This is the first report of abnormal binaural interaction waves in bilirubin encephalopathy to the author’s knowledge. The results suggest that abnormalities of functions dependant on binaural processing of auditory information may be found as neurologic sequelae to bilirubin toxicity. Integration of precisely timed binaural information in units in the SOC is an essential ingredient of binaural processing. Fast conducting pathways in the ascending auditory system are important both in binaural processing. and in the generation of BAEPs. Lesions in the brainstem auditory nuclei in humans and Gunn rats with bilirubin encephalopathy include areas important in comparing information from both ears (responding to binaural cues). The endbulbs of Held, synapses with multisynaptic contacts of one ple. glomerulus-like primary onto one second-order neuron in the ascending auditory nervous system, are specialized for rapid and accurate transmission. Synaptic delay is very short. and the electron microscopic morphology is distinctive. The output of these synapses projects bilaterally to the SOC, where neurons integrate the input from both ears. Neurons in the medial superior olivary nucleus then project to the inferior colliculus. The circuit, from endbulb to SOC to lateral lemniscus to inferior colliculua. may contribute to some of the early waves of conventional BAEPs, which are predominantly generated by large. fast-conducting neurons in ascending auditory pathways. The clinical literature of central auditory dysfunction in humans with bilirubin encephalopathy is largely anecdotal, but does contain a report of patients with decreased binaural fusion (Matkin and Carhart. 1966). There is also BAEP evidence of central auditory dysfunction with bilirubin toxicity in humans (Perlman et al.. 1983: Lenhardt
et al., 1984: Nakamura et al.. 1985; Nwaesei et al., 1984). and the localization of the initial brainstem abnormality in the ascending auditory nervous system is the same as in rats-namely generators in the cochlear nucleus. This produces an increased I-II interwave interval in rats (Shapiro and Hecox. 1988) corresponding to an increased I-III interwave interval in humans. since both wave II in rats and wave III in humans appear to be generated by the cochlear nucleus (Moller et al.. 1981). The sound delivery system here differs from the sealed, in-the-ear-canal sound delivery system typically used in other studies. The open system used in these experiments has the advantage of using the same stimulus generator. amplifier and speaker to deliver sound to each ear. Furthermore, the sound passes naturally through the external ear canals. Since the external ear canals contribute significant binaural cues (Blauert. 1983: Butler. 1975: Butler and Belendiuk. 1977: Butler and Planert, 1976: Fisher and Freedman. 1968: Wightman and Kistler. 1989a: Wightman and Kistler. 1989b). this method of stimulus presentation includes additional, potentially important binaural cues that may not he present with in-the-ear-canal stimulation. The disadvantage of the free-field stimulation used herein is that sound is more likely to stimulate the opposite ear during the monaural condition. This is controlled to some degree by the requirement of BAEP thresholds with the ears plugged. However, these methodological concerns in no way invalidate the results of this study. since contralateral stimulation in the monaural condition would make it more difficult to detect binaural differences. and would only have been of concern had the results of this experiment been negative. Furthermore, baseline and nonjaundiced controls insure that the abnormalities seen after sulfadimethoxine injection are not a result of inadvertent contralateral ear stimulation. since the controls were stimulated identically. This study found large differences in binaural BAEPs in a model of acute bilirubin toxicity. It is possible that smaller differences exist with lesser degrees of hiliruhin toxicity. For example. jaundiced rats not given sulfonamides may have BDWs that are prolonged and diminished in amplitude. Studies comparing littermate Nj and jj pairs not given sulfonamide would examine bi-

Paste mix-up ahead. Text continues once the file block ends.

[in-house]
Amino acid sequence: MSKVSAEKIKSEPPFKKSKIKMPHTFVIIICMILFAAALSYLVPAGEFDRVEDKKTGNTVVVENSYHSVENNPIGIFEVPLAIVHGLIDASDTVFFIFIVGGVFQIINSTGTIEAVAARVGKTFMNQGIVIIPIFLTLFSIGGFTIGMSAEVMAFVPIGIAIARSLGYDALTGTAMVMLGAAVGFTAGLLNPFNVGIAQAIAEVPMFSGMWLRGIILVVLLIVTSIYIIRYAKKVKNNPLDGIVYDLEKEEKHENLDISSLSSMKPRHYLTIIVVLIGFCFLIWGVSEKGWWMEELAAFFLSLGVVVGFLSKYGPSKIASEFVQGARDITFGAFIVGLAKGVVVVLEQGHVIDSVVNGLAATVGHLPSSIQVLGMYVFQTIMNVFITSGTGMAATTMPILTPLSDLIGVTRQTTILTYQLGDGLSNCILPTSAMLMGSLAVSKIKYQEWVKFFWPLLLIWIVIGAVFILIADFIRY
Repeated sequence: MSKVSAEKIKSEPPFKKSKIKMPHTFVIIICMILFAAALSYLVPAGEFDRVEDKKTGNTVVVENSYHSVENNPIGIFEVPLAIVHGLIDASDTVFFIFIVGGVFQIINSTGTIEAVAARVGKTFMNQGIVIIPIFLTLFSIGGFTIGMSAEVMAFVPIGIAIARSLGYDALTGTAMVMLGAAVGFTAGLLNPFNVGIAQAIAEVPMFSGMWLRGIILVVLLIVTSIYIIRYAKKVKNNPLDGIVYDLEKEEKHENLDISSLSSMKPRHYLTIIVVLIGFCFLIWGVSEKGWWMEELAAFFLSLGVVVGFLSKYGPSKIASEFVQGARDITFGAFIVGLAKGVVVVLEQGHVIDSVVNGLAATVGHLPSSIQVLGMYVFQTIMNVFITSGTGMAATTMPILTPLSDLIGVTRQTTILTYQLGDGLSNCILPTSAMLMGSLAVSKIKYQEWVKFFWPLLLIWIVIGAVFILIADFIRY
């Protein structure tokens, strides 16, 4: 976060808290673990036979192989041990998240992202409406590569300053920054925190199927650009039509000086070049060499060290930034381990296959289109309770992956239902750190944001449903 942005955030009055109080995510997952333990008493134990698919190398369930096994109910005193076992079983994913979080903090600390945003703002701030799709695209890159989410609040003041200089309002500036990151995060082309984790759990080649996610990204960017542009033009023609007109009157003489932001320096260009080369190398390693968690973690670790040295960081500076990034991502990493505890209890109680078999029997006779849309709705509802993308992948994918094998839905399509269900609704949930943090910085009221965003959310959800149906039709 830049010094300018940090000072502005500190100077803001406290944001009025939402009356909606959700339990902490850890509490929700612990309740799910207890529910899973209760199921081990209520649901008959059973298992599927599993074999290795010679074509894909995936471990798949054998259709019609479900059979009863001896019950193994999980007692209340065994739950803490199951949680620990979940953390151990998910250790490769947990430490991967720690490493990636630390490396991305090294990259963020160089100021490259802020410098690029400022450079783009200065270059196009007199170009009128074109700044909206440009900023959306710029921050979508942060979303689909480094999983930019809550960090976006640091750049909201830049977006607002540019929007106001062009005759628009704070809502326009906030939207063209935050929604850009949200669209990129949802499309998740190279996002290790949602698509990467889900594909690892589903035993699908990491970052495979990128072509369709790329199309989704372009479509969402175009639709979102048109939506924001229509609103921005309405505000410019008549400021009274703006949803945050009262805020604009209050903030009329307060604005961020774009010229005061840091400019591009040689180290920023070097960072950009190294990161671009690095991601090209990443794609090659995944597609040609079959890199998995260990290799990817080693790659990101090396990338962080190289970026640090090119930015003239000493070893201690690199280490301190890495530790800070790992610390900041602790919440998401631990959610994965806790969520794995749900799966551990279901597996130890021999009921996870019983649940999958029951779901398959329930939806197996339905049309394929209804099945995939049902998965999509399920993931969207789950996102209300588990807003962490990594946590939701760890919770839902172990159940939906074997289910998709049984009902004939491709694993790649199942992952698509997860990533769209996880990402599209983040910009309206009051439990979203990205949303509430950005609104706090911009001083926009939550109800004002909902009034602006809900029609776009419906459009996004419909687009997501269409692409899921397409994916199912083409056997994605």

lirubin encephalopathy less severe than the acute encephalopathy produced by giving sulfonamide to jj Gunn rats. The differences in BDWs would be expected to be less striking, and statistical analyses of well controlled experiments might be necessary to discern differences. Significant amplitude reductions and latency increases of conventional BAEP waves were found. Wave III, previously shown to be a sensitive indicator of bilirubin toxicity, disappeared altogether. The abnormalities of BDWs may result from the loss of input into BDW generators. Alternatively, significant input may reach binaural units, if generators other than those responsible for wave III supply afferent input to BDW generators. This study did not attempt to compare the sensitivity of BDWs to conventional BAEPs as indices of bilirubin toxicity. Systematic studies comparing conventional BAEP and BDW changes may help clarify these uncertainties and determine which is a more sensitive technique for detecting subtle bilirubin encephalopathy. This study predicts abnormal binaural interaction in humans with acute and/or chronic bilirubin encephalopathy. BAEP BDWs have been obtained in humans (Dobie, 1980; Wrege, 1981) including newborns (Hosford-Dunn et al., 1981) and may be a sensitive method for detecting physiological abnormalities due to bilirubin toxicity. In addition, sound localization tasks and other tests of binaural function may be abnormal in older children and adults with the sequelae of bilirubin toxicity.
The author thanks Drs. Frederic Wightman, John Brugge and Kurt Hecox, and Ms. Prudence Allen for helpful discussions of these experiments. This research was supported by N.I.H. Teacher Investigator Development Award NS00829, N.I.H. ROl-NS23895, and awards from the University of Wisconsin-Madison Medical and Graduate School Research Committees. References Ahdab-Barmada, M. and Moossy, J. (1984) The neuropathology of kernicterus in the premature neonate: diagnostic problems. J. Neuropath. Exp. Neurol. 43, 45-56.